11 Comments

This reminds me of my thoughts on Marx, via The Communist Manifesto: Very insightful economic history, horrible prescription.

As someone who grew up in Manhattan without ever thinking I’d need to drive to a Chicagoan who was frustrated with its public transit (I went from growing up with three supermarkets within 500 feet of our home to needing to take two buses to get to one in Chicago) and eventually got a driver’s license at the age of 32, I’ve seen this relationship from multiple ends, so this analysis appeals to me.

The one area that, to me, becomes the nub of the problem is red lights and stop signs. As a driver and a pedestrian, I’m fine with trusting pedestrians crossing on a Don’t Walk signal if they see a clear path (although even there, if there’s a left turn arrow for cars this can become dangerous quickly), but cyclists doing this bother me a great deal: They can’t course-correct easily, so when they’re wrong it can go very bad. On top of that, I can’t trust a cyclist I see speeding towards a red light where I have the green, and that makes me take my attention off the road in front of me, possibly leading to an accident.

So, I feel these are reasonable points, but I have to also admit that I simply think cyclists blowing red lights and stop signs is just *unfair*. Articles like this one help to keep that impulse in check (as much as one can; hey, it’s complicated!)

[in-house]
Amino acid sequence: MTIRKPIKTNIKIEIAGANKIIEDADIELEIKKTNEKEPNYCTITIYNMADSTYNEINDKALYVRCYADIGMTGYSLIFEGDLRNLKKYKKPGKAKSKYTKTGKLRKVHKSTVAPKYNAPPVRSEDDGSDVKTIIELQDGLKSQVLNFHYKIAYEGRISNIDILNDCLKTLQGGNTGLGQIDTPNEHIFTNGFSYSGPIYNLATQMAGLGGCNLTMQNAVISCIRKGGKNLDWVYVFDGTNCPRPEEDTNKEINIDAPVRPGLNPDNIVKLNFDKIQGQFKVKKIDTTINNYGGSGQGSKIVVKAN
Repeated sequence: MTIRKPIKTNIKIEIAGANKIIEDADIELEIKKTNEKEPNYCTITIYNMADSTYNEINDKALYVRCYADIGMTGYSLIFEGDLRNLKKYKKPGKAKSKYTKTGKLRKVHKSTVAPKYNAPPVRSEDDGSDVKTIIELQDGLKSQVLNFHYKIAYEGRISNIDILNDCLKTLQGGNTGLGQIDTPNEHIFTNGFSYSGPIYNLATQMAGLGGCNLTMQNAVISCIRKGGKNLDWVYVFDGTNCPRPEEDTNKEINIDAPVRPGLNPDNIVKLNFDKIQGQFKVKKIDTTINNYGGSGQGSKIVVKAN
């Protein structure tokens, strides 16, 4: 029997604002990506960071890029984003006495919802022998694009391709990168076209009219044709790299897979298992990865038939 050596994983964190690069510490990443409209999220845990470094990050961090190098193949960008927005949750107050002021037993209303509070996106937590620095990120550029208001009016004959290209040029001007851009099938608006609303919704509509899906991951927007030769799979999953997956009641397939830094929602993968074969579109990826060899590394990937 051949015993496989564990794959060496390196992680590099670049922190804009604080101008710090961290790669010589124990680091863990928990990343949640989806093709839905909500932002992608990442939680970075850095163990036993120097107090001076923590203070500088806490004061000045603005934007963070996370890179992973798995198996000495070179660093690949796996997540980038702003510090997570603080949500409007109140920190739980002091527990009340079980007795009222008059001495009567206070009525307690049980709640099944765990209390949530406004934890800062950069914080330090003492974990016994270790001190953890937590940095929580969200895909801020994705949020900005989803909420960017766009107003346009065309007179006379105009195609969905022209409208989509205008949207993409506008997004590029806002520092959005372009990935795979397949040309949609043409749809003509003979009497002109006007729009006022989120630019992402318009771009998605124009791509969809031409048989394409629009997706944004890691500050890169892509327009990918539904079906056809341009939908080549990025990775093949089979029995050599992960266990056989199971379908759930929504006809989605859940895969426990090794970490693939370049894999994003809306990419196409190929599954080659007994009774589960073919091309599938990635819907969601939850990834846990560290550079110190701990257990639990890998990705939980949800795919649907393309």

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My goodness, what an informative article. Thank you, Mr. Del Mastro for giving me so much to ponder.

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The problem is that CRT demands embracing it's conclusions and solutions, whether they work or not. In your example, all traffic on every highway and byway would be pedestrian centric due to potential problems seen through a pedestrian lens.

Imagine having interstate highways broken up by cross streets for pedestrians, for example. A solution would be to have pedestrian walkways above the highway but in Critical Theory analysis those would be only to benefit the car drivers, not the pedestrians and should be rejected as carism or autoistic. However, we already have arrived at pedestrian walkways over highways in pedestrian areas without even considering Critical Pedestrian Theory. The same goes with pedestrian cross walks that take speed of the pedestrian into consideration that are already in existence. So, again, Critical Pedestrian Theory is unnecessary. Good try, though.

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